As a treat for my cats, about seven years ago I started growing catnip (Nepeta cataria, Lamiaceae) in my garden. At the time I didn’t know this mint is an introduced species that became widespread across North America (Brandenburg 2008). Some people consider it invasive, but it doesn’t seem particularly aggressive. Since becoming acquainted with it, I sometimes notice it growing in different places. Last week I came across this large group of robust plants on a forest/field margin here in southeast Michigan.
Catnip is, of course, famous for its effect on many cats. It produces an organic compound called nepetalactone that creates a sort of euphoric high when sensitive cats sniff it. At least fifty percent of cats react to it, and sensitivity has a genetic basis (Barry 2005). Although all five of my cats are interested in it, only three are susceptible to the intoxicating effect. Two of the strongly sensitive cats are brothers, and one that isn’t sensitive has a sister who isn’t either. Those that react strongly chew the catnip, roll in it, and are generally mellow and entranced by it. The two that aren’t sensitive sniff it and taste it, but seem relatively indifferent.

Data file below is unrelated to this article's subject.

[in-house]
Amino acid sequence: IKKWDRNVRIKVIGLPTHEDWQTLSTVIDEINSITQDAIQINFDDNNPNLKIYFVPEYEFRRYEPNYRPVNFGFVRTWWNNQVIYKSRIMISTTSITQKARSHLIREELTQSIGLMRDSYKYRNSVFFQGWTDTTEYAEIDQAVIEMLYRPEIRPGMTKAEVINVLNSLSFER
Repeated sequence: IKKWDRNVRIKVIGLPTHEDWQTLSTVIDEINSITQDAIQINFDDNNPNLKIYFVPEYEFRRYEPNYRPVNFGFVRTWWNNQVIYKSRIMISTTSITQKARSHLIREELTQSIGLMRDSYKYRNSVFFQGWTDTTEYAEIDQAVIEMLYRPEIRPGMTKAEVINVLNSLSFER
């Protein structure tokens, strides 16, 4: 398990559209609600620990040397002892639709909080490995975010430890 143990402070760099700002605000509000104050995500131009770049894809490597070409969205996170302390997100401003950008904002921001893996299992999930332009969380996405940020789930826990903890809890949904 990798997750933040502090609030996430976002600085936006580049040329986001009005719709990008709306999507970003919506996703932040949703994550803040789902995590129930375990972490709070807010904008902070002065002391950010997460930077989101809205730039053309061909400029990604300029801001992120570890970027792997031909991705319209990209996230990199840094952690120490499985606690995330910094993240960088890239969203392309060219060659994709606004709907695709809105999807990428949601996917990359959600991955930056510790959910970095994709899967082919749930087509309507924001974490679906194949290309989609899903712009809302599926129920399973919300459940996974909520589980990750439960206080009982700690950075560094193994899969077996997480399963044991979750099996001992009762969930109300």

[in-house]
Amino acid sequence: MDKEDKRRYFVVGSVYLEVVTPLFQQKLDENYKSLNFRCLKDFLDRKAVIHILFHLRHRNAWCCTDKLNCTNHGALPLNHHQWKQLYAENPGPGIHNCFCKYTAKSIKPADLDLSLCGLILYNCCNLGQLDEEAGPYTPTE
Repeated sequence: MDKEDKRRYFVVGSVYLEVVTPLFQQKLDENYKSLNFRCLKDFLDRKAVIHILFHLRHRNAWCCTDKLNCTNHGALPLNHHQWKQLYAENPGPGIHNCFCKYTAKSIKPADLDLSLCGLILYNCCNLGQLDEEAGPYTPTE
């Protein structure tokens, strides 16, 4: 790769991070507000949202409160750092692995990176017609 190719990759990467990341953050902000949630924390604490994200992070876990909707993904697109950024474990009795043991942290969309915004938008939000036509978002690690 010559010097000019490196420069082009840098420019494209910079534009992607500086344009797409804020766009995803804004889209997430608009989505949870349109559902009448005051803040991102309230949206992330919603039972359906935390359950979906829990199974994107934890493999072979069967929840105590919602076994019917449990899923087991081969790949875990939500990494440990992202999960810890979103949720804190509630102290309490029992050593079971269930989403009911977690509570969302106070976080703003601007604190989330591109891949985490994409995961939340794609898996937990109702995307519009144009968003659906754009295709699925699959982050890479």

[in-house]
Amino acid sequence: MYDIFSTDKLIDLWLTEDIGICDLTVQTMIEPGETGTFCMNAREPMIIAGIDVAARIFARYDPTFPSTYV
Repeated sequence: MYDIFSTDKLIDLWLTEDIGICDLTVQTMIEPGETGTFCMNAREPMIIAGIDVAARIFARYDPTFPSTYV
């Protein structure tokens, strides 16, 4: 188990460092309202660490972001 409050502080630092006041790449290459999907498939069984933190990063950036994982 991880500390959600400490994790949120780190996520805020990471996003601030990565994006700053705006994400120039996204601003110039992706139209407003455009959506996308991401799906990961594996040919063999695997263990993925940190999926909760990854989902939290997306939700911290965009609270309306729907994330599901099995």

Catnip also has numerous applications related to entomology. Nepetalactone, the same compound that makes cats giddy, can also repel mosquitoes more effectively than DEET. Another compound in catnip called iridodial has been found to attract beneficial lacewings that eat pest insects. Catnip oil has also been shown to keep stable flies away from cattle. In addition to the entertainment value this plant has for cats, it could prove to have great economic importance in controlling insect pests.
Barry, D. 2005. Catnip. Chemical and Engineering News 83(31):39.
Brandenburg, D.M. 2010. National Wildlife Federation Field Guide to Wildflowers of North America. Andrew Stewart Publishing, Inc., New York, NY.